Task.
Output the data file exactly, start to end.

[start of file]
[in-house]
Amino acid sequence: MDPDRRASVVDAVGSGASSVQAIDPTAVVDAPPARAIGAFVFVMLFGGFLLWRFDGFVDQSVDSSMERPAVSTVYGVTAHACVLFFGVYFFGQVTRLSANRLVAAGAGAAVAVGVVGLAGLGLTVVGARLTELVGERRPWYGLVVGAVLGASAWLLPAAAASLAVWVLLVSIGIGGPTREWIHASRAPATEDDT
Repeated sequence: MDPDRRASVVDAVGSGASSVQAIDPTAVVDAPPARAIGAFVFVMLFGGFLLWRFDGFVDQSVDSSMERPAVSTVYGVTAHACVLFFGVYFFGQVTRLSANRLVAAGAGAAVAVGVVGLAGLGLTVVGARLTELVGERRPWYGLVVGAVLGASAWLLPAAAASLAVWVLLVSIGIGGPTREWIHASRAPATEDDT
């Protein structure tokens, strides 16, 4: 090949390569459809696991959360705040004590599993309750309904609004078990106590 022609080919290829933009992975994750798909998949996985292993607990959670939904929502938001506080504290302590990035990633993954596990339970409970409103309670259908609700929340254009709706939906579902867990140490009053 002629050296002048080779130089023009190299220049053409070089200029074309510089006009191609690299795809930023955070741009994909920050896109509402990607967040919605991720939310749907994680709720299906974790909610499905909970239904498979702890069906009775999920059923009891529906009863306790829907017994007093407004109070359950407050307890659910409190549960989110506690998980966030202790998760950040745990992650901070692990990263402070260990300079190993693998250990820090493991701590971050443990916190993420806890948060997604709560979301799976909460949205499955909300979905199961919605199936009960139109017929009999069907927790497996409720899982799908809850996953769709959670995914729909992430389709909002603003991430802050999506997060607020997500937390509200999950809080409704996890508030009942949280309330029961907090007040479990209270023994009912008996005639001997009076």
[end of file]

[in-house]
Amino acid sequence: MDPDRRASVVDAVGSGASSVQAIDPTAVVDAPPARAIGAFVFVMLFGGFLLWRFDGFVDQSVDSSMERPAVSTVYGVTAHACVLFFGVYFFGQVTRLSANRLVAAGAGAAVAVGVVGLAGLGLTVVGARLTELVGERRPWYGLVVGAVLGASAWLLPAAAASLAVWVLLVSIGIGGPTREWIHASRAPATEDDT
Repeated sequence: MDPDRRASVVDAVGSGASSVQAIDPTAVVDAPPARAIGAFVFVMLFGGFLLWRFDGFVDQSVDSSMERPAVSTVYGVTAHACVLFFGVYFFGQVTRLSANRLVAAGAGAAVAVGVVGLAGLGLTVVGARLTELVGERRPWYGLVVGAVLGASAWLLPAAAASLAVWVLLVSIGIGGPTREWIHASRAPATEDDT
């Protein structure tokens, strides 16, 4: 090949390569459809696991959360705040004590599993309750309904609004078990106590 022609080919290829933009992975994750798909998949996985292993607990959670939904929502938001506080504290302590990035990633993954596990339970409970409103309670259908609700929340254009709706939906579902867990140490009053 002629050296002048080779130089023009190299220049053409070089200029074309510089006009191609690299795809930023955070741009994909920050896109509402990607967040919605991720939310749907994680709720299906974790909610499905909970239904498979702890069906009775999920059923009891529906009863306790829907017994007093407004109070359950407050307890659910409190549960989110506690998980966030202790998760950040745990992650901070692990990263402070260990300079190993693998250990820090493991701590971050443990916190993420806890948060997604709560979301799976909460949205499955909300979905199961919605199936009960139109017929009999069907927790497996409720899982799908809850996953769709959670995914729909992430389709909002603003991430802050999506997060607020997500937390509200999950809080409704996890508030009942949280309330029961907090007040479990209270023994009912008996005639001997009076």